Did you consider making a male plug out of styrofoam, pouring Plaster- of- Paris (or similar) around it in a container, and then stratifying you epoxy mix in the mold as Nick suggests. I have done this a number of times for all sort of boat items. True-ing up stanchion bases, windlass alignment pads, winch mounts on curved mast surfaces, turtles for offset hatches, etc.
Good luck
I can see where that approach would make sense in some applications, but in this case, why would I take the time to make a mold which would have to be faired and finished to make perfect when I can cast in place and make that good?
Am I missing something?
Could be.

Let me know.

Thanks,
Extemp.
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Old 12-09-2009, 09:30   #5
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Extemp,

I would add some white pigment to last coat to help the painting (assuming it's gonna be white) and to provide some UV protection before the paint goes on.
ciao!
Nick.
Any suggestions as to what to use for "white pigment"?

Thanks,
Extemp.
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Old 12-09-2009, 10:18   #6
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Originally Posted by Extemporaneous View Post
Any suggestions as to what to use for "white pigment"?

Thanks,
Extemp.
That's easy: West System White Pigment Epoxy additive ;-)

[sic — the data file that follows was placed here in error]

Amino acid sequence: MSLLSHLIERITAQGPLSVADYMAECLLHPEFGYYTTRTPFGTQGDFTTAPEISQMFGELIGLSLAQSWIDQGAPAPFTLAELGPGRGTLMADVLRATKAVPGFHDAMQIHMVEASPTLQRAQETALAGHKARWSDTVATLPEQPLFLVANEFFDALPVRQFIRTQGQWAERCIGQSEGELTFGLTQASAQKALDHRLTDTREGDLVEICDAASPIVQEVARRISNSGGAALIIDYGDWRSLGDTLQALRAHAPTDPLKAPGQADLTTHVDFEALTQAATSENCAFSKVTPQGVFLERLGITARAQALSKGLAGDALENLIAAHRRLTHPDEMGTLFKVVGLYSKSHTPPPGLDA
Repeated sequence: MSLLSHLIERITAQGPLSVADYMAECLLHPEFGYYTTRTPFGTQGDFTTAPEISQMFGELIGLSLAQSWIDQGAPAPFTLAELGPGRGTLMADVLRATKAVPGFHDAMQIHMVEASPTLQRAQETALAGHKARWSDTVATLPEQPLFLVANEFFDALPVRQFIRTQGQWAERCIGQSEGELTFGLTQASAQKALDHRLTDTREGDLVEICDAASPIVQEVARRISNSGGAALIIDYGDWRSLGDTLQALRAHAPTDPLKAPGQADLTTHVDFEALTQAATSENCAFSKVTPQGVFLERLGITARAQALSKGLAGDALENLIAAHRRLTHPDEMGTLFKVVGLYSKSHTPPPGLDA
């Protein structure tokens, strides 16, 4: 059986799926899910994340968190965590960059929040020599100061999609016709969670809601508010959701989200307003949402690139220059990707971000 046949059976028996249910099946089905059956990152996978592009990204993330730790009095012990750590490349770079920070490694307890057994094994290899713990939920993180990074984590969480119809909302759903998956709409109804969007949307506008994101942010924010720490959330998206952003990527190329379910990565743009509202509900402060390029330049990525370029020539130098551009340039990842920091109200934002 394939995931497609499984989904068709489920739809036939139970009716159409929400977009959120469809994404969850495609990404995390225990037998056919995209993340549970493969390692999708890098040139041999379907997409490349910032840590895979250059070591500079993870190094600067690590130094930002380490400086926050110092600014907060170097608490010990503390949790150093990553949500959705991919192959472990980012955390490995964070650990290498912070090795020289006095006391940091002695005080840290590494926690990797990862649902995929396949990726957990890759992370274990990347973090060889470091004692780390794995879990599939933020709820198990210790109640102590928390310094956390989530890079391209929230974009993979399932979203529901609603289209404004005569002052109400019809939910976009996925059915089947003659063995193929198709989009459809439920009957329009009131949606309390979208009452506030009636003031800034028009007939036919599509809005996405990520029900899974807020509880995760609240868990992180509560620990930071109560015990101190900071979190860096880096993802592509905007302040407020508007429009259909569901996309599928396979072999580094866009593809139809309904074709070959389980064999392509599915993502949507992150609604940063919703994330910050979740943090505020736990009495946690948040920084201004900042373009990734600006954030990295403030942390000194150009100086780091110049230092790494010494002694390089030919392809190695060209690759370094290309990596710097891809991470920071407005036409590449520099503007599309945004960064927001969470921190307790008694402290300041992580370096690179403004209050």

But I think gel coat pigment will work too.

ciao!
Nick.
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Old 18-09-2009, 15:17   #7
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That's easy: West System White Pigment Epoxy additive ;-)
But I think gel coat pigment will work too.

ciao!
Nick.
Thanks Nick.
So far so good. The pads are cast and turned out well. I will have to a small amount of fairing though.

A question from your previous post.
You mention "Awlgrip". Do you prefer their products to Interlux, and if so why?

Regards,
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Old 18-09-2009, 22:27   #8
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Extemp,

Yes, there's always fairing unfortunately...

Well, both paints are Dutch products from Akzo Nobel so both are good (paint is a real historical product of Holland, being the first nation to export it as a ready to use product). I just used BilgeKote and was really impressed with it.

When you take their top-products, both are LPU based so I would expect very similar performance over time. That, said, I think the awlgrip 545 primer is the best primer, even if you use another topcoat. I've been told that for brushing Sterling LPU works better than Awlgrip but hey, that's a yankee product! ;-) My problem with Sterling is that I never found their website. I found one for Europe, it's a single page with their address and phone number... in Belgium!

It's my feeling that the Interlux 2-part LPU is very similar to the Sterling. It's also my feeling that Awlgrip will last longer and holds the gloss longer, but is more difficult to apply by brush or roll&tip. So, if you're spraying: Awlgrip and if you're brushing: Interlux (or Sterling if you really want ;-)

It's also all nasty stuff before it cures. My wife stopped me painting our new fridge boxes with Awlgrip because she was sure I was about to die from it. I had to hire someone like if he could stand it better...

cheers,
Nick.